Robert A. Caro
Full Title
Last Highlighted
July 10, 2020 11:56 PM (CDT)
Last Synced
June 8, 2023 1:12 PM (CDT)


who was Lady Bird Johnson.

First you read the books on the subject, then you go to the big newspapers, and all the magazines—Newsweek, Life, Time, The New York Times, The Washington Post, The Washington Star, then you go to the newspapers from the little towns. If Johnson made a campaign stop there, you want to see how it’s covered in the weekly newspaper. Then the next thing you do is the documents. There’s the Lyndon Johnson papers, but also the papers of everyone else—Roosevelt, Truman, Eisenhower—whom he dealt with. Or for The Power Broker, Al Smith’s papers, the Herbert Lehman papers, the Harriman papers, the La Guardia papers…. The presidency is different. There’s no hope of reading it all. You’d need several lifetimes. But you want to try to do as much as possible, because you never know what you will find. If it’s something really important, like a civil rights file, from 1964, 1965, or voting rights, you want to see everything. So I called for everything. But otherwise, you know you’re not seeing even a substantial percentage. You hope you’re seeing everything that really matters, but you always have this feeling, What’s in the rest?… Then come the interviews. You try and find everybody who is alive who dealt with Johnson in any way in this period. Some people you interview over and over. There was this Johnson speechwriter, Horace Busby. I interviewed him twenty-two times. These were the formal interviews. We also had a lot of informal telephone chats. I came to love Buzz. But none of this is enough. You have to ask yourself, Are you making the reader see the scene? And that means, Can you see the scene? You look at so many books, and it seems like all the writer cares about is getting the facts in. But the facts alone aren’t enough.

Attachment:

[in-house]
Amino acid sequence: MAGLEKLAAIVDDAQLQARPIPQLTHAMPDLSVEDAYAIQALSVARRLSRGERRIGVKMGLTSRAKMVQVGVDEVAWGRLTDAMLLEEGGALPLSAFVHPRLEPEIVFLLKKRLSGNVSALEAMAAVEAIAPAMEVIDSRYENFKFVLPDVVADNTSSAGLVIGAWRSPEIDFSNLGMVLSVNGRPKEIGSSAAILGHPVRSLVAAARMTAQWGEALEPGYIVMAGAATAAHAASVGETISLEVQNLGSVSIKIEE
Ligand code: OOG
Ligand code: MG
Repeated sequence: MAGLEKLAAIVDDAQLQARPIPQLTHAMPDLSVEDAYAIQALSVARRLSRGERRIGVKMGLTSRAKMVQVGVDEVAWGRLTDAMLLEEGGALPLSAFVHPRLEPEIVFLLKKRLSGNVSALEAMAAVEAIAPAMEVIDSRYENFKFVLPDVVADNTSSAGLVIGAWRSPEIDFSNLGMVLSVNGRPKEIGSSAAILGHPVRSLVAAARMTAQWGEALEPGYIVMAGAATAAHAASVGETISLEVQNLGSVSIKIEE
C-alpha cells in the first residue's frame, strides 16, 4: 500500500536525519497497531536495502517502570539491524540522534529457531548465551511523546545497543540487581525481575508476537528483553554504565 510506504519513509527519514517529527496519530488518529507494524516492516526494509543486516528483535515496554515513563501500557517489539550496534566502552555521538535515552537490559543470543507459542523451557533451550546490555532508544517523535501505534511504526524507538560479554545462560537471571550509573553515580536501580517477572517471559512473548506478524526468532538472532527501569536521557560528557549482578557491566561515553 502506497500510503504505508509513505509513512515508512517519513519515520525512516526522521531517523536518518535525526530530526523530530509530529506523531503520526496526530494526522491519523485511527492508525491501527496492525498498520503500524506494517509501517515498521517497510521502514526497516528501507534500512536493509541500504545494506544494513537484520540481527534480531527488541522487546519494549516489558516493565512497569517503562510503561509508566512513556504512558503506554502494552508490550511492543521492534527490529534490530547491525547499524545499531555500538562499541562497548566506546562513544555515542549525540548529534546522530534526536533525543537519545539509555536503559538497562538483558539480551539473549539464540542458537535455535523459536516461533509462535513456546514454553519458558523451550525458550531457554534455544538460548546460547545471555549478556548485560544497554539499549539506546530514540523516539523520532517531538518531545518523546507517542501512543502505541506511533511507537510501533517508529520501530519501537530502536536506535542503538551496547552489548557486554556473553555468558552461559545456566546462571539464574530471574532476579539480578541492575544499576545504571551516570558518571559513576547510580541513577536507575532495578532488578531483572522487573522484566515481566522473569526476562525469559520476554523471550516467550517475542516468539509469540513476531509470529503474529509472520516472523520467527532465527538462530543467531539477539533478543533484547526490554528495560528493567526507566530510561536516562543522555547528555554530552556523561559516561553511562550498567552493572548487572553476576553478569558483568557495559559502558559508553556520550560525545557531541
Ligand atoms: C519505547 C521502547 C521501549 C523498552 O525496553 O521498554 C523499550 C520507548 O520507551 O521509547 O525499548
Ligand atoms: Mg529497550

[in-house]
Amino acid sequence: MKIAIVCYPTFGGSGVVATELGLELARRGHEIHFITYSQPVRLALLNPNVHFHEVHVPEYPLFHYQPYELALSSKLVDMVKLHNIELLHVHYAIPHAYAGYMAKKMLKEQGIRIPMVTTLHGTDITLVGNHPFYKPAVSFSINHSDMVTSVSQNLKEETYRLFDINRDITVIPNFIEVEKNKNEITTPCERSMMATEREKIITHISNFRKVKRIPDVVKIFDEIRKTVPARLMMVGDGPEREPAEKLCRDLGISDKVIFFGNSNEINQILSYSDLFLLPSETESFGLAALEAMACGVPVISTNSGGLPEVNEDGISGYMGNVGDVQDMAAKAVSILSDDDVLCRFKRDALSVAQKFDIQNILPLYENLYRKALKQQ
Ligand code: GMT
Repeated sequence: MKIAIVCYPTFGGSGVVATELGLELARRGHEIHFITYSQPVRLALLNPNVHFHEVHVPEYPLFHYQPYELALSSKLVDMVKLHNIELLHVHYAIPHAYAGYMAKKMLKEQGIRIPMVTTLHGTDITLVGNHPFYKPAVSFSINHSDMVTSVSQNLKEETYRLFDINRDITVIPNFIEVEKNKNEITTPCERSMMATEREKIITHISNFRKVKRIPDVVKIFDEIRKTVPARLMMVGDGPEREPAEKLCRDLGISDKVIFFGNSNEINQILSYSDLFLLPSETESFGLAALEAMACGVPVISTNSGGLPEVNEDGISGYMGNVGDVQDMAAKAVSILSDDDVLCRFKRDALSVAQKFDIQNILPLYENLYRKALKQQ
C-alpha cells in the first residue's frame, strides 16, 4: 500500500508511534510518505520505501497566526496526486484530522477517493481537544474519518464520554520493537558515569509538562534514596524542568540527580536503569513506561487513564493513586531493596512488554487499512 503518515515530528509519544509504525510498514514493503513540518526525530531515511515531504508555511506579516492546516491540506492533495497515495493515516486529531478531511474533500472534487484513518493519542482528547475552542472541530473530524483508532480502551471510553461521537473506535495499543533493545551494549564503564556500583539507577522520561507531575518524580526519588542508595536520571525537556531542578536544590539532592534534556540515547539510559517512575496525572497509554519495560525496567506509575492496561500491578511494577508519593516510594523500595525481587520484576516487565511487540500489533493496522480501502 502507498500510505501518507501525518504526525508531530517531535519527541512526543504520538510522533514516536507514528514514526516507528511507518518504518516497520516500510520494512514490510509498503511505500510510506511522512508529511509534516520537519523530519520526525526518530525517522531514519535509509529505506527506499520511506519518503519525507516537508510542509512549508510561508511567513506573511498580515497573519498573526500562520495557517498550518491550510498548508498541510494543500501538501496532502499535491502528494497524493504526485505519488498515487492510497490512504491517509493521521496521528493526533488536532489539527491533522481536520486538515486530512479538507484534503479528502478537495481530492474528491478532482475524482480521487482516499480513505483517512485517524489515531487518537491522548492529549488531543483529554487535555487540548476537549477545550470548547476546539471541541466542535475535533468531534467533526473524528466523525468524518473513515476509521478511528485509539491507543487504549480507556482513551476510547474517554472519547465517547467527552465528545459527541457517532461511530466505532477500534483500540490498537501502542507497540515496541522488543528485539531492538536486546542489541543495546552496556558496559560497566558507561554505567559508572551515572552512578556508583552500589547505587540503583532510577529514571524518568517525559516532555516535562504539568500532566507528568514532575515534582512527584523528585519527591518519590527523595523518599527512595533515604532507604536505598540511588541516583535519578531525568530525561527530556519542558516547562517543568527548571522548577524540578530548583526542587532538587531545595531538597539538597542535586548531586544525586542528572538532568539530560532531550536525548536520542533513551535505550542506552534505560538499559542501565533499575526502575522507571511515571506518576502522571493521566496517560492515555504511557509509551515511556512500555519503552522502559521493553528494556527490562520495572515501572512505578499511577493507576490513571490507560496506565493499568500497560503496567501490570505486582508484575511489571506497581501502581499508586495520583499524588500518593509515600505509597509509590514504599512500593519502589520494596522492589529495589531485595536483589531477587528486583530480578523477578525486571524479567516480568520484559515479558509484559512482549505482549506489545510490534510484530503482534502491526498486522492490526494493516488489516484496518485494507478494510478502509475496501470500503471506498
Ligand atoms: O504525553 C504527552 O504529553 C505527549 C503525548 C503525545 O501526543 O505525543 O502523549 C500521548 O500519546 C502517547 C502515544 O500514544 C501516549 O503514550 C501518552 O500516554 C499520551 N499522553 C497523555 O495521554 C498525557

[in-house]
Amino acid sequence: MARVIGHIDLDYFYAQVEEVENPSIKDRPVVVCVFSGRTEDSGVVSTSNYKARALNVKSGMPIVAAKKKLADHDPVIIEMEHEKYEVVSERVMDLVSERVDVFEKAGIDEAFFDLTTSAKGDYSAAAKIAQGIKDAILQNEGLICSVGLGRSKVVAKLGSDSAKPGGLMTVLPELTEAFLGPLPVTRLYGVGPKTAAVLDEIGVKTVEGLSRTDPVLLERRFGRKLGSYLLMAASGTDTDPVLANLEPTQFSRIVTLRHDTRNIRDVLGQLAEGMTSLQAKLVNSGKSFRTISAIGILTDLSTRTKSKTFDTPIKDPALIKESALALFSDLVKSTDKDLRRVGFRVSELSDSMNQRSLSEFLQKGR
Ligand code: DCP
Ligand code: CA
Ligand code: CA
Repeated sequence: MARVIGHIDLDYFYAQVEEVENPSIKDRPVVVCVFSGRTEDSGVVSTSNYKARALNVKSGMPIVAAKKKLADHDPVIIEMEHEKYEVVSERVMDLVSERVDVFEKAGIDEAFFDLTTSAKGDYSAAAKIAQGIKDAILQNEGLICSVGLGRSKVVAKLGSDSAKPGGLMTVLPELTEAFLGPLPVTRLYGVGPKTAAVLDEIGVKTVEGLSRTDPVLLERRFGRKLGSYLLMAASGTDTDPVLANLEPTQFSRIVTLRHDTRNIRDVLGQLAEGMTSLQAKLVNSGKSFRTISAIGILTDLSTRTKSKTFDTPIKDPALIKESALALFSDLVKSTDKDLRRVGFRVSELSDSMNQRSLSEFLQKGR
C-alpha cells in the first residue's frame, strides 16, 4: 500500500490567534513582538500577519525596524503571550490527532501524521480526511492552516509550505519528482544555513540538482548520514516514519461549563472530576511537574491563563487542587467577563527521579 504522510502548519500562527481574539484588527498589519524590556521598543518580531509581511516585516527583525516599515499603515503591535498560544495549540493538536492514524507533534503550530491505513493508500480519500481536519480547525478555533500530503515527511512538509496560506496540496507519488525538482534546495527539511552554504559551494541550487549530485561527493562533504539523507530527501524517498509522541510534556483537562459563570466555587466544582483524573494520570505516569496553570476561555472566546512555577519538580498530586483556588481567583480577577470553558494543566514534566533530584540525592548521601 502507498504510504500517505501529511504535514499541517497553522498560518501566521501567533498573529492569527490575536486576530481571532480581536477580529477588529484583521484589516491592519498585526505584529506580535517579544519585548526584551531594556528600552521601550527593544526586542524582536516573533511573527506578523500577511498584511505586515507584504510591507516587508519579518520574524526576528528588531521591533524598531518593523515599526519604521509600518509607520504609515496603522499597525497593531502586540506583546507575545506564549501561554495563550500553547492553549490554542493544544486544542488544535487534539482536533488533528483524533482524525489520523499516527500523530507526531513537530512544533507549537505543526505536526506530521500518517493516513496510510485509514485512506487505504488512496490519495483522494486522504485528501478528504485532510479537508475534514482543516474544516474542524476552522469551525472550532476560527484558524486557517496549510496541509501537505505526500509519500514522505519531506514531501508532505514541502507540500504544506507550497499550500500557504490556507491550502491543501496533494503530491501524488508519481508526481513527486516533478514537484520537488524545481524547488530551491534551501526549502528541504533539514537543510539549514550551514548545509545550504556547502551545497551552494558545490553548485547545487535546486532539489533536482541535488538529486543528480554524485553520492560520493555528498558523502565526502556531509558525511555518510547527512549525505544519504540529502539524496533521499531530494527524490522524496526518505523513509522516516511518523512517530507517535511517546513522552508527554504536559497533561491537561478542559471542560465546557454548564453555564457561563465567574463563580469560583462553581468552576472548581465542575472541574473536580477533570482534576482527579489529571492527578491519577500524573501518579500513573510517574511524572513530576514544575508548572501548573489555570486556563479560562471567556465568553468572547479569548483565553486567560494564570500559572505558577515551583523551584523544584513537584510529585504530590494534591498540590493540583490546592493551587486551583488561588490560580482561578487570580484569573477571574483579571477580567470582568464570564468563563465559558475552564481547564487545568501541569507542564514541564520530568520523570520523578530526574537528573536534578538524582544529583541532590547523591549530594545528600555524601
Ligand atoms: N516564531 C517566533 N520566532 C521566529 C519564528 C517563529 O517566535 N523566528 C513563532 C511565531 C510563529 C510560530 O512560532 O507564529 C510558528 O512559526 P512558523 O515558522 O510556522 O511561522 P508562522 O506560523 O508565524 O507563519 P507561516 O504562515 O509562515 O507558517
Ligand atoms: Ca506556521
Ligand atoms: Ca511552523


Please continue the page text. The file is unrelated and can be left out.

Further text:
When you say that’s not “it,” what is “it”? CARO: Let’s say The Path to Power. That first volume tries to show what the country was like that Johnson came out of, why he wanted so badly to get out of it, how he got out of it, and how he got his first national power in Washington through the use of money. That’s basically the first volume—at the end he loses his first Senate race, but it’s pretty clear he’s going to come back.

Getting that boiled-down paragraph or two is terribly hard, but I have to tell you that my experience is that if you get it, the whole next seven years is easier. When you have it, it’s so comforting, because you’re typing away, and you can look over—it’s usually stuck on the wall right there, but I don’t want you to see it, actually. I put it away.

I spent a large part of these last decades trying to see Johnson. It’s a product of hundreds and hundreds of interviews….